Preferably the best treatment or prevention of osteoporosis, regiment of regular exercise, diet of foods enriched with calcium and vitamin D (or taking supplements), quit smoking, moderate alcohol consumption, and building to maximize bone mass starting at a young age. Relying on calcium supplements is not a good choice, absorbed usually too low to be effective, and may cause kidney stones. However, Ezorb Calcium has 92% absorption rate, doesn’t have any side effects, stimulates osteoblast (bone forming cells) and collagen production (adds tenacity and flexibility in the bone), and increases bond density within a few months. Several types of medications are available to treat osteoporosis. Bisphosphanates (Fosamax) helps to regulate calcium and prevent bone breakdown.
The drug has been marketed by Merck, which will lose the patent protection in February 2008. However, the company has two potential osteoporosis drugs in human testing. Discovered in 2004, and published in the Journal of Oral and Maxilllofacial Surgeons, showed the side effects of Foxamax cause Osteonecrosis (dead Jaw), a disease in which bone tissue in the jaw does not heal after minor traumas. Surgery maybe required, removing dead and dying bone tissue, if antibiotic therapy is not effective. Calcitonin (Miacalcin) is prescribed more often as nasal spray than taken by injection, which inhibits the function of cells that break down bone, and has no unpleasant side affects.
Also, decreases pain associated with osteoporosis fractures. Raloxifene (Selective Estrogen Receptor Modulator or SERM) similar to estrogen, which increases bone mass and lowers cholesterol. Estrogen hormonal replacement therapy increases bone mass after menopause. Also, known to decrease risk of colon cancer, and fewer postmenopausal symptoms. In January 2003, the U.S. Food and Drug Administration announced estrogen products be labeled with a warning, increased risk for heart disease, heart attacks, stroke and breast cancer.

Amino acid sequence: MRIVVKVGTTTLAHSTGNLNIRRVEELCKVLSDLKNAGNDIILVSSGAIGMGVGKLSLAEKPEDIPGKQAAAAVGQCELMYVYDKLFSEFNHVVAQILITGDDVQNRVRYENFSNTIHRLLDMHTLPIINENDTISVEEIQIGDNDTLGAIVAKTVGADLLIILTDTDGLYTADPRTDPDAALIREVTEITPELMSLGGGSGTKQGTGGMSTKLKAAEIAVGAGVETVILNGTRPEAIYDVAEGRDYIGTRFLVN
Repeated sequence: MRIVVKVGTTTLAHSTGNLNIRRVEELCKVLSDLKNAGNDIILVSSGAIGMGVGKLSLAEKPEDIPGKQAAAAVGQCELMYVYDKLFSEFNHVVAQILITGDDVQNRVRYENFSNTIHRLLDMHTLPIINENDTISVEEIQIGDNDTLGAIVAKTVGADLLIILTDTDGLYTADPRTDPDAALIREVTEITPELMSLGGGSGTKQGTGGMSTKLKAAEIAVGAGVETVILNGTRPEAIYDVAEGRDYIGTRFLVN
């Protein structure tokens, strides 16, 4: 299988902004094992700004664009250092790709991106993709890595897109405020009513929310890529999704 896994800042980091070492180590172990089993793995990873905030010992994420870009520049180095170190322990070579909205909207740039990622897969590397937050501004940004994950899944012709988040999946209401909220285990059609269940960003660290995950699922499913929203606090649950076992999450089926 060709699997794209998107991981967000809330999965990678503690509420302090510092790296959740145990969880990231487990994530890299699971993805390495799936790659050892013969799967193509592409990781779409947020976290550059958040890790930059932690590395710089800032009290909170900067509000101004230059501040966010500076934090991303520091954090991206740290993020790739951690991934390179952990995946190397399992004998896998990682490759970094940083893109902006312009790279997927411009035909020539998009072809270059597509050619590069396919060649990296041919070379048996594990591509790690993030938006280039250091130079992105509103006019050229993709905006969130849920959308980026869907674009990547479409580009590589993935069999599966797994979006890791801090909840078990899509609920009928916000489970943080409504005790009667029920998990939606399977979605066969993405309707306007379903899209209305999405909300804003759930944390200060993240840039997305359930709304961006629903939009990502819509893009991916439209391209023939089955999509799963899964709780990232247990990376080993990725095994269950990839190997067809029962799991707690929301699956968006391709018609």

In 2006, Norvartis pharmaceuticals (East Hanover, New Jersey) completed an international study of Reclast (administered once a year to prevent spine and hip fractures related osteoporosis), including twenty-seven countries (Phase three – last phase of studies needed for FDA consideration) of more than 7,700 postmenopausel women (average age: 73) who have osteoporosis, preventing spine and hip fractures.
Reclast is one of many drugs called bisphosphates, slows down the speed at which cells called osteoclasts break down bone while other cells build them up. Also, the medication contains an ingredient called zoledronic acid (five mgs), which Norvartis includes in Zometa, a drug used to treat cancer related bone problems. Majority of known side affects occurring within the first three days following Reclast administration: Fever, muscle pain, flu-like symptoms, headache, and bone pain. Researchers compared Norvartis and Fosamax among 220 participants. Conclusion of the study, more than three-fourths said they preferred yearly infusion compared taking a weekly pill. In September 16, 2006, the data related to Reclast was presented at the annual meeting of American Society of Bone and Mineral Research in Philadelphia. The conclusion of the study, shown 70 percent less likely to get additional spine fracture and 40 percent less likely to get hip fractures, during three years of the investigation. The infusion takes about 15 minutes. In early 2007, Norvartis plans to apply to the FDA for approval to sell Reclast as an osteoporosis treatment.